Threat actors are spoofing Cloudflare DDoS bot-checks in an attempt to drop a remote-access Trojan (RAT) on systems belonging to visitors to some previously compromised WordPress websites.
Users who clicked on the fake prompt to access the website ended up with a malicious .iso file downloaded onto their systems. They then received a new message asking them to open the file so they can receive a verification code for accessing the website. “Since these types of browser checks are so common on the web many users wouldn’t think twice before clicking this prompt to access the website they’re trying to visit,” Sucuri wrote. “What most users do not realize is that this file is in fact a remote access trojan, currently flagged by 13 security vendors at the time of this post.”
Sucuri identified the remote-access Trojan as NetSupport RAT, a malware tool that ransomware actors have previously used to footprint systems before delivering ransomware on them. The RAT has also been used to drop Racoon Stealer, a well-known information stealer that briefly dropped out of sight earlier this year before surging back on the threat landscape in June. Racoon Stealer surfaced in 2019 and was one of the most prolific information stealers of 2021. Threat actors have distributed it in a variety of ways, including malware-as-a-service models and by planting it on websites selling pirated software. With the fake Cloudflare DDoS protection prompts, threat actors now have a new way of distributing the malware.
“Threat actors, particularly when phishing, will use anything that looks legitimate to fool users,” says John Bambenek, principal threat hunter at Netenrich. As people get used to mechanisms like Captcha’s for detecting and blocking bots, it makes sense for threat actors to use those same mechanisms to try to fool users, he says. “This not only can be used to get people to install malware, but could be used for ‘credential checks’ to steal credentials of major cloud services (such as) Google, Microsoft, and Facebook,” Bambenek says.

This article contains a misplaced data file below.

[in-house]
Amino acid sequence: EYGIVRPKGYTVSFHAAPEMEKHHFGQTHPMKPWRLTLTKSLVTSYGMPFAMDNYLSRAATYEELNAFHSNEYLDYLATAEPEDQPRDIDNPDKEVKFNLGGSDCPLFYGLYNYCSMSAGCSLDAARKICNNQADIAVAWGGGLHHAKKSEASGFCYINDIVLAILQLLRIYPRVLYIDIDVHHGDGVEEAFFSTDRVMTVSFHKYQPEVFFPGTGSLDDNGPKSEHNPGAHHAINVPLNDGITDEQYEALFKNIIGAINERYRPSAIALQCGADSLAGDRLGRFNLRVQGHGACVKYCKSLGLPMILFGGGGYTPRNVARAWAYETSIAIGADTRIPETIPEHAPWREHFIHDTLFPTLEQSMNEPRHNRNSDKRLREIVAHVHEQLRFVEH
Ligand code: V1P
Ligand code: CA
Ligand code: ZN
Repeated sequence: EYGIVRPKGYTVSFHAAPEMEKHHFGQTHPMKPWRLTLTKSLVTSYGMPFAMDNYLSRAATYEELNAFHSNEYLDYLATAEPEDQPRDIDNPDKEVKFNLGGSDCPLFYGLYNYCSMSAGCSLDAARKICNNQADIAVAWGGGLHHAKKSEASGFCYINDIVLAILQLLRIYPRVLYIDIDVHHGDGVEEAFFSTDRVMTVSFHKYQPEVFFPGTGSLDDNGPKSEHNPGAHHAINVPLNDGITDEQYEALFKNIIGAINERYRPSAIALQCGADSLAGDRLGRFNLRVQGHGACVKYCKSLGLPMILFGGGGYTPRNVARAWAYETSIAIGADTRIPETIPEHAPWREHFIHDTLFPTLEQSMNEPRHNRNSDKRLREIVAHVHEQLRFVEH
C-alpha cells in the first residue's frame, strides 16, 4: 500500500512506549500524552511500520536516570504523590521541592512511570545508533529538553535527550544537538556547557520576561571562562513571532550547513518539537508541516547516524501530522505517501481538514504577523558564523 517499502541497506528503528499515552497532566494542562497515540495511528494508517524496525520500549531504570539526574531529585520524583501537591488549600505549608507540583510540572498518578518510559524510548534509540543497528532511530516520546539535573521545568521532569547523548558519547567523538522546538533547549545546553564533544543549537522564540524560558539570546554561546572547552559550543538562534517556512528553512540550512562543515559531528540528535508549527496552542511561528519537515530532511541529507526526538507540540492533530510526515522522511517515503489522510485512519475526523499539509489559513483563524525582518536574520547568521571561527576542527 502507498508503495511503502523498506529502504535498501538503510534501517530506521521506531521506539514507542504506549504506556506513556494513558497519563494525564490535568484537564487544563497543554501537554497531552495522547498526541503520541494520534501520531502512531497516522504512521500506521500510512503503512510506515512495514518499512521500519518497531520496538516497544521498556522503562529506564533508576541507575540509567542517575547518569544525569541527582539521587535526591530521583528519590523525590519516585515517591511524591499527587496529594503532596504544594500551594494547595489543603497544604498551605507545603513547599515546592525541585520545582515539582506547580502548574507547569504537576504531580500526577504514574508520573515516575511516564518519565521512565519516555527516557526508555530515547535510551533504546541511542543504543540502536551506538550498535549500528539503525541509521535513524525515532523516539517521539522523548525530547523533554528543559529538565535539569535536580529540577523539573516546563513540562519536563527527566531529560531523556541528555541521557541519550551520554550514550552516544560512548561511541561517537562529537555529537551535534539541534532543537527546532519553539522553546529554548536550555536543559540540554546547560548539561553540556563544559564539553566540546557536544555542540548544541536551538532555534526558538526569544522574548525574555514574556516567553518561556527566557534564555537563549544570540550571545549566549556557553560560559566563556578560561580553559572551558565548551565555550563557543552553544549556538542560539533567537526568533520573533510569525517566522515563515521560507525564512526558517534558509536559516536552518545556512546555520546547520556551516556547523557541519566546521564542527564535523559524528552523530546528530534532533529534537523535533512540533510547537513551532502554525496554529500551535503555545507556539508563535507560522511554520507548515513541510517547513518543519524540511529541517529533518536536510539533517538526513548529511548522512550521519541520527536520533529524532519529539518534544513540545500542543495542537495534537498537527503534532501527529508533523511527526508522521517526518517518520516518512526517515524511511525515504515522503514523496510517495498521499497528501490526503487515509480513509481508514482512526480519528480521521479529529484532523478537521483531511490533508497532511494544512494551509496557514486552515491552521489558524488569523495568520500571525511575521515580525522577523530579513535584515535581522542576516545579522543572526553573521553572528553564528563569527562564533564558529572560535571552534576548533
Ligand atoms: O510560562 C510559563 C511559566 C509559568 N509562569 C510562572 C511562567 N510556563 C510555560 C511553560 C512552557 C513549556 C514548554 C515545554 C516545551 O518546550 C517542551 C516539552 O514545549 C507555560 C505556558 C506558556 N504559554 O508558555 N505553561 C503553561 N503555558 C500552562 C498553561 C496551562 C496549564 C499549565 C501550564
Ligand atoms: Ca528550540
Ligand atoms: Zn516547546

Ultimately, website operators need a way to tell the difference between a real user and a synthetic one, or a bot, he notes. But often the more effective the tools for detecting bots get, the harder they get for users to decode, Bambenek adds.
Charles Conley, senior cyber security researcher at nVisium, says that using content spoofing of the kind that Sucuri observed to deliver a RAT is not especially new. Cybercriminals have routinely spoofed business-related apps and services from companies such as Microsoft, Zoom, and DocuSign to deliver malware and trick users into executing all kinds of unsafe software and actions.
However, with browser-based spoofing attacks, default settings on browsers such as Chrome that hide the full URL or operating systems like Windows that hide file extensions can make it harder for even discerning individuals to tell what they’re downloading and where it’s from, Conley says.